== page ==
I come home every evening a full two hours before curfew. I volunteer to spend extra days at the store, and I don’t even ask for my usual eight-dollar-an- hour wage.
Hana doesn’t call me. I don’t call her, either. I help my aunt cook dinner, and I clear and wash the dishes unprompted. Gracie is in summer school—she’s only in first grade and they’re already talking about holding her back—and every night I pull her onto my lap and help her sludge through her work, whispering in her ear, begging her to speak, to focus, to listen, cajoling her, finally, into writing at least half of the answers down in her workbook. After a week my aunt stops looking at me suspiciously whenever I walk into the house, stops demanding to know where I’ve been, and another weight eases off me: She trusts me again. It wasn’t easy to explain why on earth Sophia Hennerson and I would decide on an impromptu swim in the ocean—in our clothes, no less—just after a big family dinner, even harder to explain why I came home pale and shaking, and I could tell my aunt didn’t buy it. But after a while she relaxes around me again, stops looking at me distrustfully, like I’m some caged-up animal she’s worried will go feral.
Days pass, time ticks away, seconds click forward like dominoes toppling in a line. Every day the heat gets worse and worse. It creeps through the streets of Portland, festers in the Dumpsters, makes the city smell like a giant armpit. The walls sweat and the trolleys cough and shudder, and every day people gather in front of the municipal buildings, praying for a brief blast of cold air whenever the mechanized doors swoosh open because a regulator or politician or guard has to go in and out.
I have to give up my runs. The last time I do a full loop outside I find that my feet carry me down to Monument Square, past the Governor. The sun is a high white haze, all the buildings cut sharply against the sky like a series of metal teeth. By the time I make it to the statue I’m panting, exhausted, and my head is spinning. When I grab the Governor’s arm and swing myself up onto the statue’s base, the metal burns underneath my hand and the world seesaws crazily, light zigzagging everywhere.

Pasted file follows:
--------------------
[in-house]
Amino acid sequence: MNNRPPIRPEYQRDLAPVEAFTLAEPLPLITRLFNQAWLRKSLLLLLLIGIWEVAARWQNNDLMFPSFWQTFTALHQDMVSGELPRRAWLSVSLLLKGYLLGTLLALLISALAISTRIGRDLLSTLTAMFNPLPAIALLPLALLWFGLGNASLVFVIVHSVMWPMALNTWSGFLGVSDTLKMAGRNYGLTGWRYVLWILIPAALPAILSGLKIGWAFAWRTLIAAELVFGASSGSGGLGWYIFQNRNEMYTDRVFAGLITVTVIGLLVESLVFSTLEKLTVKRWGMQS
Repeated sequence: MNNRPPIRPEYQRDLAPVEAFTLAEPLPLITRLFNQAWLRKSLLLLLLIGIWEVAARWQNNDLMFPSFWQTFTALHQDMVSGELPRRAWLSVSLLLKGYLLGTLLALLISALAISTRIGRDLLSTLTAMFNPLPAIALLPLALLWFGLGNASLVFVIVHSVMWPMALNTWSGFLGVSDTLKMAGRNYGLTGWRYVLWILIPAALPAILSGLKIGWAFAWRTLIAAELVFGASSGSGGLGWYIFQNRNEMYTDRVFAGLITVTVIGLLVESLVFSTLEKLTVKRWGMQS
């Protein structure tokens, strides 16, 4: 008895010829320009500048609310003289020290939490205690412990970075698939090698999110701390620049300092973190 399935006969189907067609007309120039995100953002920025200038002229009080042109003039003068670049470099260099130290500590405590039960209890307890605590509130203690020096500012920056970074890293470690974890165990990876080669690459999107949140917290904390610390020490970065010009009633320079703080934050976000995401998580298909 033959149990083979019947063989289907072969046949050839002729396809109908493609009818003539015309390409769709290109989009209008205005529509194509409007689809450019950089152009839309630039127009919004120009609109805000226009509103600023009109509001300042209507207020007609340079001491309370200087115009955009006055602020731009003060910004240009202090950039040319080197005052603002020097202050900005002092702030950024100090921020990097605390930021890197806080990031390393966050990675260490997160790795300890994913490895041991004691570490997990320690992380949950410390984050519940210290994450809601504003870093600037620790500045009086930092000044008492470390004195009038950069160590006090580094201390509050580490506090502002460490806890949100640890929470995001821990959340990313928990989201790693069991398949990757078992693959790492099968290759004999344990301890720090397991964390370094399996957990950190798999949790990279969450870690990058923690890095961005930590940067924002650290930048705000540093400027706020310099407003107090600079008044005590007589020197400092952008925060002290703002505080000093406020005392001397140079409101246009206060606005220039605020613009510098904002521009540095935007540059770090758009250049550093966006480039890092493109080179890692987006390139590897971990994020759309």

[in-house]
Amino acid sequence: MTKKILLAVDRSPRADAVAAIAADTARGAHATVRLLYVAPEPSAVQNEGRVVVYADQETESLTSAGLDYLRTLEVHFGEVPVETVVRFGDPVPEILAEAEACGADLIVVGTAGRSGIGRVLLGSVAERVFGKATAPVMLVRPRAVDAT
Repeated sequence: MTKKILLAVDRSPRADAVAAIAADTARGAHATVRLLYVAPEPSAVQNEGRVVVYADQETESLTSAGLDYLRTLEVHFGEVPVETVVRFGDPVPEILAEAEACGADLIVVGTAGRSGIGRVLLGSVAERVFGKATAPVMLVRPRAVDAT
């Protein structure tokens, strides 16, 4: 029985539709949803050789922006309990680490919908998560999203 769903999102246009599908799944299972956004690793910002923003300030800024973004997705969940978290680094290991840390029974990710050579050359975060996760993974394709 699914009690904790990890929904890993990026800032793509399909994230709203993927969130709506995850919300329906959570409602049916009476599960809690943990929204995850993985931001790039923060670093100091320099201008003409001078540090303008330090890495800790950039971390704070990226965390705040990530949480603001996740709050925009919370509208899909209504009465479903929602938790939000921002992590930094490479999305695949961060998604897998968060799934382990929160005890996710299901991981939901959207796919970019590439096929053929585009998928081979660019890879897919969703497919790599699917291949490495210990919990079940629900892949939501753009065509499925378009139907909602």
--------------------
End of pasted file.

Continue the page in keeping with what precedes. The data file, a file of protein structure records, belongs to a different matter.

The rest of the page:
I’m dimly aware that I should go inside, out of the heat, but my brain is all foggy and so there I go, poking my fingers around the hole in the Governor’s cupped fist. I don’t know what I’m looking for. Alex already told me that the note he’d left for me months ago must have turned to pulp by now. My fingers come out sticky, pieces of melting gum stringing between my thumb and forefinger, but still I root around. And then I feel it slide between my fingers, cool and crisp, folded in a square: a note.
I’m half-delirious as I open it, but still I don’t really expect it to be from him. My hands begin to shake as I read:
Lena, I’m so sorry. Please forgive me. Alex I don’t remember the run home, and my aunt finds me later half passed out in the hallway, murmuring to myself. She has to put me in a bathtub full of ice to get my temperature down. When I finally come to I can’t find the note anywhere. I realize I must have dropped it, and feel half-relieved and half-disappointed. That evening we read that the Time and Temperature Building registered 102 degrees: the hottest day on record for the summer so far.
My aunt forbids me to run outside for the rest of the summer. I don’t put up a fight. I don’t trust myself, can’t be sure my feet won’t lead me back down to the Governor, to East End Beach, to the labs.
I receive a new date for the evaluations and spend my evenings in front of the mirror rehearsing my answers.
My aunt insists on accompanying me to the labs again, but this time I don’t see Hana. I don’t see anyone I recognize. Even the four evaluators are different: